Home » London Theatre Reviews » Play » Review of Bipolar Me at the Etcetera Theatre

Review of Bipolar Me at the Etcetera Theatre

Bipolar Me - Photo credit Hannah Sorrell.
Bipolar Me – Photo credit Hannah Sorrell.

One of the enriching things about attending the theatre is that there’s much to be learned about a topic or theme that a production focuses on. I’d heard the term ‘bipolar disorder’ before, and even its predecessor term, ‘manic depression’, and at some point I recall coming across some of the terminology used by a psychiatrist (Mat Betteridge) who is assessing Katie (Ceri Ashe), referred to him by her GP. There’s something called the Diagnostic and Statistical Manual of Mental Disorders, which I stumbled on after learning about a colleague of a friend who was sectioned under the Mental Health Act during a shift at work.

Such a scenario wouldn’t have arisen for self-employed Katie, whose older brother Ronan (also Betteridge) and new boyfriend Gabe (Andrew Armitage) attempt to persuade her to leave the entertainment industry and make a full-time career out of her teaching job instead. Given the number of teachers, whether diagnosed with a mental disorder or not, who leave that profession within a decade of joining it (the precise reasons of which are another discussion for another time), I thought she was being rather ill-advised. No matter: she dismisses the idea.

A particularly amusing scene comes during a consultation with the psychiatrist, in which Katie is asked a series of yes/no questions but can’t help but give lengthy qualitative answers instead. I couldn’t help but chuckle at her dithering as to whether she has suffered an inability to make decisions. The play jumps backwards and forwards between 2017 and 2019 – the latest date in proceedings (always subtly indicated by a projection telling the audience the exact date) being six days before the performance on the night I attended. I have a strong suspicion the play, based as it is on real events, may well be revised again in any future incarnations and kept up to date.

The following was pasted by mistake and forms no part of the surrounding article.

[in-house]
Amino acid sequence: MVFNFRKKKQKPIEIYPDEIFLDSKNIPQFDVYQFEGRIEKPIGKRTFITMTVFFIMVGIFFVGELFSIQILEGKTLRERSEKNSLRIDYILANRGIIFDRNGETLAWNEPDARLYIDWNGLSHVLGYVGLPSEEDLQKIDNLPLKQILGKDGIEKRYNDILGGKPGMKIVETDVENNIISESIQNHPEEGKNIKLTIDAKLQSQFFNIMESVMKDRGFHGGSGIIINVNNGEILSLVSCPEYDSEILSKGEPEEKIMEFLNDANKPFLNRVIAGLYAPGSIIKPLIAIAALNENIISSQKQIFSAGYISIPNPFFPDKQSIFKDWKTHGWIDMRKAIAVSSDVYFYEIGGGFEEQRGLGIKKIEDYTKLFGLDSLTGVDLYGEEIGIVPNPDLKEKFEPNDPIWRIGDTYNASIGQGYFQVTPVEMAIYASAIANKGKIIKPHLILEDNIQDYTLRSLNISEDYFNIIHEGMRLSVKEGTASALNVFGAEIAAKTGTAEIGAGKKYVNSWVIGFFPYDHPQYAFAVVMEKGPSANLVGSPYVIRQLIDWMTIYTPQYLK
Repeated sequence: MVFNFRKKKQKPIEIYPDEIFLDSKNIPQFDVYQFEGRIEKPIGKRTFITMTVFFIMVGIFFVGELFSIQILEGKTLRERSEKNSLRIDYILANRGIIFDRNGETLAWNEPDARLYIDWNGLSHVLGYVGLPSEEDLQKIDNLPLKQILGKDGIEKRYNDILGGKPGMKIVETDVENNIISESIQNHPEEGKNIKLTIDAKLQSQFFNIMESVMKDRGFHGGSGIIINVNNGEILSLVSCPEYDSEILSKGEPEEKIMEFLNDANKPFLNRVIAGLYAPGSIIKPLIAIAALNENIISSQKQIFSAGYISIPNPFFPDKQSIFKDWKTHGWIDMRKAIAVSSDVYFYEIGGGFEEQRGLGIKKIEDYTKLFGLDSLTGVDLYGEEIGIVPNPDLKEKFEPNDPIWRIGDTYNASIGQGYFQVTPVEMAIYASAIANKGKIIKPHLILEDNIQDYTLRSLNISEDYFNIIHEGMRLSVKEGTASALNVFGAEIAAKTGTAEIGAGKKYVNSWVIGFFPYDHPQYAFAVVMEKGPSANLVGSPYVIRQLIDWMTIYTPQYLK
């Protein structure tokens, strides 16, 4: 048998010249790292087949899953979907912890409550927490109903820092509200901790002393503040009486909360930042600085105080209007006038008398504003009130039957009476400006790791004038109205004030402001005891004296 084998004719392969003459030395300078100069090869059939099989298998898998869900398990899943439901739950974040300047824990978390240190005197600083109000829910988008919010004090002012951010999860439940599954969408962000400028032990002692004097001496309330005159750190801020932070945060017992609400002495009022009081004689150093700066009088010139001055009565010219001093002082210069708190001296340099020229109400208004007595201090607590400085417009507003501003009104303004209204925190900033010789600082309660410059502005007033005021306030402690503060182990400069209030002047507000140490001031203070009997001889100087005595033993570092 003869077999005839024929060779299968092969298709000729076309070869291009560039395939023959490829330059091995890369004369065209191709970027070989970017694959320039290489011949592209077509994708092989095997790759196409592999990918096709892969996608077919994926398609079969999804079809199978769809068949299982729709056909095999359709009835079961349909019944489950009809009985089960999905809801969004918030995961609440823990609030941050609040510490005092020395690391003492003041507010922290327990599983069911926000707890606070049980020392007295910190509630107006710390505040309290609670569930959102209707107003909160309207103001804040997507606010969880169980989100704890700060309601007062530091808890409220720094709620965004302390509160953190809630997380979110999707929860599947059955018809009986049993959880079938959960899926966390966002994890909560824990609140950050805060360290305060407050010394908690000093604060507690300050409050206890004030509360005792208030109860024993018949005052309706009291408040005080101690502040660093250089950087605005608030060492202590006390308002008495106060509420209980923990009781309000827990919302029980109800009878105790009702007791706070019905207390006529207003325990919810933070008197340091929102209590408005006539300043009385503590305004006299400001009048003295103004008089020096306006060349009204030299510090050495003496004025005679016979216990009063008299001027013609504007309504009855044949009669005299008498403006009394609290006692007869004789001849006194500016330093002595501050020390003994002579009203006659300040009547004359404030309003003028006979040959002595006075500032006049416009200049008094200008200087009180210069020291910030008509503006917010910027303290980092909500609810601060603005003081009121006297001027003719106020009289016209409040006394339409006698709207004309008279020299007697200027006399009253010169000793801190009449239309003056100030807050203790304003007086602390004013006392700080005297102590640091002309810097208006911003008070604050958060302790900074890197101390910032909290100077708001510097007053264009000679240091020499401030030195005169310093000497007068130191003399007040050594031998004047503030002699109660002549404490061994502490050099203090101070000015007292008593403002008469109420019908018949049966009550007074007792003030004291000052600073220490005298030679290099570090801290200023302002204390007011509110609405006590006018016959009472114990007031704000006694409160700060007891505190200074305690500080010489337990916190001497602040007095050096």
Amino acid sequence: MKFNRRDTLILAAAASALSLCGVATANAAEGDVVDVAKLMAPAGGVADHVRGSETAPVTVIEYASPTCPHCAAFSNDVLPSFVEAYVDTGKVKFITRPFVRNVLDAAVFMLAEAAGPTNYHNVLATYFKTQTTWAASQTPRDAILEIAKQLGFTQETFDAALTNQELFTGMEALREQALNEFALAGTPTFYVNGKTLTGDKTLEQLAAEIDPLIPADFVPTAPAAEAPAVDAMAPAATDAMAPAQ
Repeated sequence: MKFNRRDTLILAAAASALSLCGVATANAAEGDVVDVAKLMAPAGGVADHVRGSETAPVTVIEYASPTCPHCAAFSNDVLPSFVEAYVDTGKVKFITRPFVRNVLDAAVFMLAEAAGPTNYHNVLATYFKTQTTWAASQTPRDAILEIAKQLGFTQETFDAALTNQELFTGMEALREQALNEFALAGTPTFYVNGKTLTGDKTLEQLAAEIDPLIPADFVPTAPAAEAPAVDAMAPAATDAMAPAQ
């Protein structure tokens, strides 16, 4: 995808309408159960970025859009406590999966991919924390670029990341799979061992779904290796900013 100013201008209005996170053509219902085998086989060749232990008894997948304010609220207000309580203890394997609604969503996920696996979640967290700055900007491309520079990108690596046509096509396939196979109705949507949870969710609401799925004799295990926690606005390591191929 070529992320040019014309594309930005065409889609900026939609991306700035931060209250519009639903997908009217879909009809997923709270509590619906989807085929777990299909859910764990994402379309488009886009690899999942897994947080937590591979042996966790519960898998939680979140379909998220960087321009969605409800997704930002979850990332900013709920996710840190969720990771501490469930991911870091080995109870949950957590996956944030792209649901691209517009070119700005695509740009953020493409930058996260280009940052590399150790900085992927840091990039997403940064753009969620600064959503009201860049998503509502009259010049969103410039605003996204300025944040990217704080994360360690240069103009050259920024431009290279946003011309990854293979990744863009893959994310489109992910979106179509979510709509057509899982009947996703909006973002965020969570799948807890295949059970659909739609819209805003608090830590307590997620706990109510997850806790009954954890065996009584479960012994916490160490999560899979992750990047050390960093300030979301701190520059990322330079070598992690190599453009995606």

This is Katie’s story, and should not and cannot be extrapolated to any sort of wider community of people who have also been diagnosed with bipolar disorder. Hers is a strong and supportive family – when she switches her phone off for a while to spend some time alone uninterrupted, numerous answerphone messages are left in the intervening period before she is ready to face the world again. Her mum wants a call back, her dad wants her to call her mum because “you know what she’s like”, and friends are also concerned.

For this reason, there is ambiguity regarding medical interventions being any more (or less) helpful than the power of unconditional love. My own conclusion is that even the formal diagnosis is neither here nor there in this particular case, as Katie has coping strategies that are not unlike what many people do when under undue pressure, such as listening to music and finding ways to relax where possible, and there is no discernible change from such strategies post-diagnosis. The suggestion of taking medication that (if I understood correctly) may help to stabilise mood swings – something to do with neurotransmitters in the brain – is left with Katie but there is no explicit indication as to whether she decides to have it added to her prescription list.

Then there’s Mark Brown (also Armitage), Katie’s ex, and in flashback scenes it’s clear that their relationship was passionate and intense (let’s just say there’s a bed on stage for a reason). This is a fascinating exploration of a disorder that has a considerable impact on every aspect of the lives of those who have it. As I discovered myself just hours before seeing this play, keeping lines of communication open is key, which this production does well to emphasise without being preachy or pretentious. An important and fascinating show.

4 stars

Review by Chris Omaweng

This year, World Mental Health Day on the 10th October focuses on suicide prevention. The World Health Organisation identifies bipolar as one of the top causes of lost years of health and life in 15 to 44 year olds.

The play is a truthful, dark comedy based on the writer’s experience of living with bipolar. From the highs of a festival, to the depths of depression this punchy, enlightening and moving show takes you on a roller coaster of emotions and shines a light on a still much stigmatised subject.

Written and performed by: Ceri Ashe
Other Cast: Andrew Armitage, Matthew Betteridge

Etcetera Theatre
265 Camden High St
London, NW1 7BU
1 October 2019 – 6 October 2019


Scroll to Top